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Pyalla Technologies didn’t miss N2TUG or HPE Discover in 2017
Last month we lamented about not being able to attend eBITUG whereas this month, we more than made up for that omission …
When I wrote last month that all roads well, led to London where eBITUG was being held I only meant this metaphorically. However, this month it has been real roads that have led us to two important customer events – N2TUG in Dallas and HPE Discover in Las Vegas. Nothing could have been more different between the two when it comes to what we experienced. True, the weather was hot even for this time of year and true, we depended on our company command center both for transportation as well as a place to stay but when it comes to being part of a community then that was easy to do at N2TUG but proved much harder to achieve at an event as big as HPE Discover.
To be perfectly honest, HPE Discover is not really being packaged as a user community gathering as it is essentially a big-tent marketing event hosted (and completely run by) HPE. At HPE Discover the NonStop community, indeed Connect itself, are little more than a participating guest in the same way as third-party vendors of which the list seems to get smaller with each passing year. However, HPE Discover more than makes up for the absence or a real sense of community purely by the scope of what is covered during the event. From High Performance Computing and The Machine to the smallest x86 server – it’s all there. While there were some solutions being demonstrated they usually were in association with a new piece of middleware that HPE was showcasing.
After all, HPE today is a platform and infrastructure company and evidence of its commitment to infrastructure was never far from the surface. Furthermore, while the list of sponsors from Diamond and Platinum all the way down to Bronze was impressive, for most attendees many of these sponsors were pretty obscure and as the font size decreased with degree of sponsorship so too did the clarity about who they were diminish. Nevertheless, apparently HPE has no problem pulling together sponsors but what was clearer still is that HPE may want to be looking for a new vendor. HPE isn’t the giant tech company it once was and there was plenty of spare rooms and quite a few empty corridors.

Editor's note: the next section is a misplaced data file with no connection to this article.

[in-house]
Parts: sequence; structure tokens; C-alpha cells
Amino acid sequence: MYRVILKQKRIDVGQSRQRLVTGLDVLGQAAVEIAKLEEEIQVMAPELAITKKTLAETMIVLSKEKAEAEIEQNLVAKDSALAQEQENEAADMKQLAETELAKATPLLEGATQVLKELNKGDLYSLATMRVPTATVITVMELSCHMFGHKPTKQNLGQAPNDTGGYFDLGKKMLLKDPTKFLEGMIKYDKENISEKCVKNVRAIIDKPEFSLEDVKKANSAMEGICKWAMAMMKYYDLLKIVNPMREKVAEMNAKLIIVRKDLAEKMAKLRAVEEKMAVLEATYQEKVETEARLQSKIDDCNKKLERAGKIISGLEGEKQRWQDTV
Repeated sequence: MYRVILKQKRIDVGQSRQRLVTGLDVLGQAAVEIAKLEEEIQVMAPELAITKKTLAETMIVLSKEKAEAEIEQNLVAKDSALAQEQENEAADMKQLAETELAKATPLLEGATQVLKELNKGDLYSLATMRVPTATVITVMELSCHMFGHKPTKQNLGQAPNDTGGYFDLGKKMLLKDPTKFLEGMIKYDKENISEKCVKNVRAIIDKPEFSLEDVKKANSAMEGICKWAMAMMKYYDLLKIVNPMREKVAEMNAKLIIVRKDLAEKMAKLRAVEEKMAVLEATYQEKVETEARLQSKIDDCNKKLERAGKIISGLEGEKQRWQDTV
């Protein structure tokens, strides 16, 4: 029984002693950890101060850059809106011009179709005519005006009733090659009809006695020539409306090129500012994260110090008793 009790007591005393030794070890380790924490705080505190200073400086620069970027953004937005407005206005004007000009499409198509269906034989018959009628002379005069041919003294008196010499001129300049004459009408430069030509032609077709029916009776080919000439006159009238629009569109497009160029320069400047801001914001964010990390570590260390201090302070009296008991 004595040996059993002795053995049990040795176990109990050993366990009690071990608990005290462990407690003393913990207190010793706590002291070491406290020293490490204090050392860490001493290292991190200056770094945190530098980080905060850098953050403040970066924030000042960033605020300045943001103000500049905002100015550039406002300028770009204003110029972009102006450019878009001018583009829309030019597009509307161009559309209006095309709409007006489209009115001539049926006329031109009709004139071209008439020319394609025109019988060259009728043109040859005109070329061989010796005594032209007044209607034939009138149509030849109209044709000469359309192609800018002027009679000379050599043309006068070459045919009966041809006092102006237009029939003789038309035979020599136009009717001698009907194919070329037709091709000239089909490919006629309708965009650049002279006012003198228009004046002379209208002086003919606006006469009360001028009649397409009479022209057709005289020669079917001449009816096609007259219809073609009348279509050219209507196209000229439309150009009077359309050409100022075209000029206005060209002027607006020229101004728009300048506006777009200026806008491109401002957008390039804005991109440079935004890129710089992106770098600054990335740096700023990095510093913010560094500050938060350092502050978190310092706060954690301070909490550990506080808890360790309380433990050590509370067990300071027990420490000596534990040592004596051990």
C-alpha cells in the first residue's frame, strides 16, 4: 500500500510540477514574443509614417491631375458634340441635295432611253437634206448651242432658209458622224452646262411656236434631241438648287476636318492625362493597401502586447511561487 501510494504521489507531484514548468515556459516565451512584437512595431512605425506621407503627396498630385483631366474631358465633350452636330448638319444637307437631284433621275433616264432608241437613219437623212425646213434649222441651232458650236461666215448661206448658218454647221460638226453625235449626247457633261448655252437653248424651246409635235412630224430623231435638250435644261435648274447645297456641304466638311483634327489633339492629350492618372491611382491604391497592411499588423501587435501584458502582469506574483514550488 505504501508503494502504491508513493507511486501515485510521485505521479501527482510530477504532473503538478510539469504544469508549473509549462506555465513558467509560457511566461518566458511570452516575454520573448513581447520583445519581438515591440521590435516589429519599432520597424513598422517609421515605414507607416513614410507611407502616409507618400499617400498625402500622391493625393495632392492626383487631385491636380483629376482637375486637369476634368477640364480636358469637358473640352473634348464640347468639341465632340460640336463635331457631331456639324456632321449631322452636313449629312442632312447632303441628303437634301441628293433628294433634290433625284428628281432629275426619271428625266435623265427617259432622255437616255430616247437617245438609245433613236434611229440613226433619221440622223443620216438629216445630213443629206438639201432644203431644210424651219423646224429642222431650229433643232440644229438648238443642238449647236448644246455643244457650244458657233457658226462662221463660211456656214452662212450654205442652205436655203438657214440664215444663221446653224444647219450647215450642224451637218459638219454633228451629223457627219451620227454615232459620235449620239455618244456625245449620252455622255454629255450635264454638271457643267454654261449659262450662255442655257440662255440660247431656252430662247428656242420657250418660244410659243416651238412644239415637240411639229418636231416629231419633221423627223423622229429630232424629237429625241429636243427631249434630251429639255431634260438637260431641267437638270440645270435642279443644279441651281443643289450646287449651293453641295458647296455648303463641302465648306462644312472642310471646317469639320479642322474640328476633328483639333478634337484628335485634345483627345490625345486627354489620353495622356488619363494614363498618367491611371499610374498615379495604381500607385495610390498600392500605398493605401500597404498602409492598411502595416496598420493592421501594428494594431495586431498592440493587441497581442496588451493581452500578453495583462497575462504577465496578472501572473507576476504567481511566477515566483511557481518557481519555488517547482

This year Pyalla represented IR and was also included within the independent blogger community and branded as one of the HPE Discover Influencers. What this meant was greater access to HPE executives and senior managers as well as numerous “coffee talks” where presentations were tailored specifically to this group of what really constituted a less structured press corps. The Q & A sessions that followed each talk (and no, there were no PowerPoint slides allowed, only an opportunity to write on the whiteboard) were always lively and when it came to updates for enterprise users, the audience that was mostly focused on Windows and Linux sometimes took the discussions down some very interesting rabbit holes. Oh well!
The rate of change occurring with NonStop is unmistakable and not everyone at HPE appears to be as well informed as the NonStop community. On two separate occasions I caught out HPE managers with references to NonStop on x86 – they just didn’t know about that and weren’t aware at all of the separation of the NonStop stack from any platform dependencies. Throw into the conversation that NonStop was now the best software platform on the planet and the silence that followed was palpable. So yes, there is a lot more work to be done even inside HPE.
Of the two events N2TUG and HPE Discover, there can be no doubt that N2TUG was the better of the two when it came to community and to hearing more of NonStop. Even if the agenda was dominated by vendors (for obvious reasons, all of which were financial in origin and for that every participant was thankful) and would benefit considerably from more user participation, it was good to see as many NonStop users participate. HPE Discover on the other hand was very revealing at a completely different level. Strategists and visionaries talked about Horizon 2 and Horizon 3 – the potential for product 18 months to 30 months out and then four to five plus years out – where the immediacy of their impact on our data centers wasn’t a consideration and yet, just knowing that such horizons existed was encouraging to see. And yes, NonStop in one form or another seemed to have a presence within HPE’s strategies extending this far into the future!